Some Americans may find modern day concerns about anti-Semitism and anti-Israeli sentiment overblown, especially if they haven’t experienced some centuries of religious discrimination.

Such concerns typically appear when Israel is in the news, as it is this week by denying entry to a pair of Muslim congresswomen. Ed wrote about that controversy here.

Now, comes the European Union with a clever idea to add consumer warning labels to products from Israel as being from that Jewish state. No, seriously.

Of course, this is not the first time Jews have been singled out for such public alerts.

In Germany and Eastern Europe in the 1930’s and ’40s the Nazis forced Jews to wear yellow stars of David on their outerwear as a public humiliation and isolating tactic to deter others from having any contact. Before that, the Russian tsar required Jews to wear animal skins as head coverings, an intended humiliation.

The Advocate General of the European Court of Justice recently issued an opinion that EU law requires Israeli-made products be labeled as originating from “Israeli colonies” or “settlements.”

As the Free Beacon reported:

The decision was seen as a major win for supporters of the anti-Semitic Boycott, Divestment, and Sanctions movement, or BDS, which seeks to wage economic warfare on Israel and its citizens.

Pro-Israel activists, as well as Jewish businesses involved in the legal dispute, see the decision as an ominous warning sign they say is reminiscent of Holocaust-era boycotts of Jewish businesses.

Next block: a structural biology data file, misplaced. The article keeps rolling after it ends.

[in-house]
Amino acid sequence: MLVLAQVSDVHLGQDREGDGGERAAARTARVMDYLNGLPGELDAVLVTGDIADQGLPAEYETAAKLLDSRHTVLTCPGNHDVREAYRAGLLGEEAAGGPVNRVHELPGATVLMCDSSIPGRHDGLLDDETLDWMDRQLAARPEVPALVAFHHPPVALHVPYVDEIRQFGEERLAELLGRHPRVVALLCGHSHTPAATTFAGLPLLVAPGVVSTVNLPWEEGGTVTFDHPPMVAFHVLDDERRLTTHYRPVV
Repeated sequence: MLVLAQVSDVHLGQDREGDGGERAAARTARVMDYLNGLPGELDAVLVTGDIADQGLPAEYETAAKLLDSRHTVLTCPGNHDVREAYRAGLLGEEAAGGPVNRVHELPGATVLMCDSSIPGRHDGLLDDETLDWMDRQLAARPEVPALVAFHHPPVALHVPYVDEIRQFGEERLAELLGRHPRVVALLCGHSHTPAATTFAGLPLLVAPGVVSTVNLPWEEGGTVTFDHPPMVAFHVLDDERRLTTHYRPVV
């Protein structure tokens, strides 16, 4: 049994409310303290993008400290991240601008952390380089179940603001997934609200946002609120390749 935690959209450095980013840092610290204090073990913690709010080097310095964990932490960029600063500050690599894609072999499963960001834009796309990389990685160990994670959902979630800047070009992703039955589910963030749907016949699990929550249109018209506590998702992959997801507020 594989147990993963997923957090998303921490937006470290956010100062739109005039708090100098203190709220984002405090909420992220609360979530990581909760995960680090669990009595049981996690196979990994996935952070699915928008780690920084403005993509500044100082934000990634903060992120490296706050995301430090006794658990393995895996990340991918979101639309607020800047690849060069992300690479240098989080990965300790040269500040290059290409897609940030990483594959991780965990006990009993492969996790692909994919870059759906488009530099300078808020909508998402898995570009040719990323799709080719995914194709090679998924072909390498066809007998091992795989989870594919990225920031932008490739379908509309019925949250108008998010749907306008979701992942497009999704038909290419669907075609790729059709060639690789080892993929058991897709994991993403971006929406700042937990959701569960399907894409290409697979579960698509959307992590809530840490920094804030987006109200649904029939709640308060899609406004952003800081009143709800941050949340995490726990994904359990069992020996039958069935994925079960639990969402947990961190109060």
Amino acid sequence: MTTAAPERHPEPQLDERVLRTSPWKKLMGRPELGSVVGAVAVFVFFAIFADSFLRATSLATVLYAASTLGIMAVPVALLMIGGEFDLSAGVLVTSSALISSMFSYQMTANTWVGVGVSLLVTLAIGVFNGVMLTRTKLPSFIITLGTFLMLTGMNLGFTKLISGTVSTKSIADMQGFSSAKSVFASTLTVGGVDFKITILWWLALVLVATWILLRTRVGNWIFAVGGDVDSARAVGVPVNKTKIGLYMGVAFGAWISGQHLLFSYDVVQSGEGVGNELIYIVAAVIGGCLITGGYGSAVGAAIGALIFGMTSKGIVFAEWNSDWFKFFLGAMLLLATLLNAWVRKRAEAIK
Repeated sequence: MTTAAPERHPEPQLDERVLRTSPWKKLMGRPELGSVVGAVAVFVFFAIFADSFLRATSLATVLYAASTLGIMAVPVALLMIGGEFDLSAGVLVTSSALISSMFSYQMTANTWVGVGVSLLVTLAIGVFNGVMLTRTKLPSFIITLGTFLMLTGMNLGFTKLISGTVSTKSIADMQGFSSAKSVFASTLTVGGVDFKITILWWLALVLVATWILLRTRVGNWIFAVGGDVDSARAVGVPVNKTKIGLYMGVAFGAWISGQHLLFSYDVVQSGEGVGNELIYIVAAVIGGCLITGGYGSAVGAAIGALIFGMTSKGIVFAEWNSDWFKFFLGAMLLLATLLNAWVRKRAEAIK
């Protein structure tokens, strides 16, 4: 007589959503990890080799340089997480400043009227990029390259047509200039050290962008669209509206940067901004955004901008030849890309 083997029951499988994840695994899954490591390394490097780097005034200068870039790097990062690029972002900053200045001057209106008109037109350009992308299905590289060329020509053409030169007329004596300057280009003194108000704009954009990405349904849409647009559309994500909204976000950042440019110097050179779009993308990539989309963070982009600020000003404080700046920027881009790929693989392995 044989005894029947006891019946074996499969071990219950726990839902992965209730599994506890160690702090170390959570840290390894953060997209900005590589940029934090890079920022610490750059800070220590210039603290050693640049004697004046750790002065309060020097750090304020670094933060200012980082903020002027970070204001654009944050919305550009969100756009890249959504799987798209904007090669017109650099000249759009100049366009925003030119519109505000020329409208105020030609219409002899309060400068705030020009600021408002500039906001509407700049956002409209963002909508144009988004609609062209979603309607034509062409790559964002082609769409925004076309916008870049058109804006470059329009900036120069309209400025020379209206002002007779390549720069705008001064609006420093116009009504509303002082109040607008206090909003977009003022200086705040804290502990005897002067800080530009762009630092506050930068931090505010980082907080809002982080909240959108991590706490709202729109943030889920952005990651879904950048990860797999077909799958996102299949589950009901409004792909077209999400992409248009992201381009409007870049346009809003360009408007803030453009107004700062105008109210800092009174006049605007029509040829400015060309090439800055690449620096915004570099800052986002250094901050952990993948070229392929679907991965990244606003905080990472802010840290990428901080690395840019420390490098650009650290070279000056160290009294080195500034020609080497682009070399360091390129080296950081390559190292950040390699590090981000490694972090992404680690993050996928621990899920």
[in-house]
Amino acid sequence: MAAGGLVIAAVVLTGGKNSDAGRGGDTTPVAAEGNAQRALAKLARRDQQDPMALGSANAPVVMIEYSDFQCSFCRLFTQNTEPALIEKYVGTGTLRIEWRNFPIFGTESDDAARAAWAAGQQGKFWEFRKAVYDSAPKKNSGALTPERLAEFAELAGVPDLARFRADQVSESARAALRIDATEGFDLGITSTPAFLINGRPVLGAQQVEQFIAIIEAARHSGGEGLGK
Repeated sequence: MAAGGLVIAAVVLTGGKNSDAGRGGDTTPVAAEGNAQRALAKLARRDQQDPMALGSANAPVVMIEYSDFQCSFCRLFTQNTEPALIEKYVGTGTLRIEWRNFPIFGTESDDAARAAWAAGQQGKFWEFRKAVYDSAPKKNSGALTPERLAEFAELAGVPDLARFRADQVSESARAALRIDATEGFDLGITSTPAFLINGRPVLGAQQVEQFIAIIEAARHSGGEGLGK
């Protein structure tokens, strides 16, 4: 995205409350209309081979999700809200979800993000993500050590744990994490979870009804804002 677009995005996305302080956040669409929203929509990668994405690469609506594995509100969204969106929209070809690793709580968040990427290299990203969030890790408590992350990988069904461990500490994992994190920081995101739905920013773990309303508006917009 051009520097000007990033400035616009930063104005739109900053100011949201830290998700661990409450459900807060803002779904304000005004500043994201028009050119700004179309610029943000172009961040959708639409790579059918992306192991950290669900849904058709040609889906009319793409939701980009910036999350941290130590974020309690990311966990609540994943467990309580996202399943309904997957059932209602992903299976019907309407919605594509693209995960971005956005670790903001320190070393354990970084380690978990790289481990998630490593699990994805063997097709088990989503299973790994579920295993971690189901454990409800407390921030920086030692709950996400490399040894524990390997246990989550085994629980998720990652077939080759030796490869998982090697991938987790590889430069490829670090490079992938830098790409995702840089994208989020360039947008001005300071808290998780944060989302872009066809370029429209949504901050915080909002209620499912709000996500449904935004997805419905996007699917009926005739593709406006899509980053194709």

The Court’s 15-member panel is poised to issue its binding ruling. But that threatens to ignite U.S. anti-boycott measures intended to protect Israel from international discrimination.

And it could prompt additional discriminatory labeling requirements by the EU and other countries on goods from more disputed territories.

Brooke Goldstein, a human-rights lawyer, said, “Could the discrimination be any clearer?”

The ruling stipulates that items made by Muslims must be labeled as coming from ‘Palestine’ while products made by Jews must be labeled as coming from ‘Israeli colonies.”

Goldstein warned such a ruling would become a nightmare for European importers and an  invitation for labeling requirements  by innumerable others.

She added, “If the EU Court justifies this bigotry, it will degrade the rule of law in Europe and it will undoubtedly have many unintended consequences for EU traders.”